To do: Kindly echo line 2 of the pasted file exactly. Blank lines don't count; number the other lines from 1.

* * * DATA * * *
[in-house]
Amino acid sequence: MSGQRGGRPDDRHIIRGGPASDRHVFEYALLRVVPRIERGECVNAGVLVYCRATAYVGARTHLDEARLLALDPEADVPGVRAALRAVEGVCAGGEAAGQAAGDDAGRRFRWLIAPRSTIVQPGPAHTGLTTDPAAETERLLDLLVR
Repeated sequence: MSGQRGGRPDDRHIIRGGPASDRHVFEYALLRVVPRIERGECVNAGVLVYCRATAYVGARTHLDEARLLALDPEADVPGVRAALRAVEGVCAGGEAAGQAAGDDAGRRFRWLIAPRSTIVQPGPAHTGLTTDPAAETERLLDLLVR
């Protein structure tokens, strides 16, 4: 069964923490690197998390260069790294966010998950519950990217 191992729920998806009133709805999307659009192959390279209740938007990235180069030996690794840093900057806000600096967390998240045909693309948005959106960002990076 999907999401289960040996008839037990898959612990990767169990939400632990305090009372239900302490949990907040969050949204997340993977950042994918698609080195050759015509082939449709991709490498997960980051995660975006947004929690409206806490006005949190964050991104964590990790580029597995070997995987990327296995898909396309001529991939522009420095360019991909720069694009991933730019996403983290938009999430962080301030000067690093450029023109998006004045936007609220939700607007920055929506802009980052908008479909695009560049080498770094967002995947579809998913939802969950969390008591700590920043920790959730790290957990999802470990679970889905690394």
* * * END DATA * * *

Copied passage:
Amino acid sequence: MSGQRGGRPDDRHIIRGGPASDRHVFEYALLRVVPRIERGECVNAGVLVYCRATAYVGARTHLDEARLLALDPEADVPGVRAALRAVEGVCAGGEAAGQAAGDDAGRRFRWLIAPRSTIVQPGPAHTGLTTDPAAETERLLDLLVR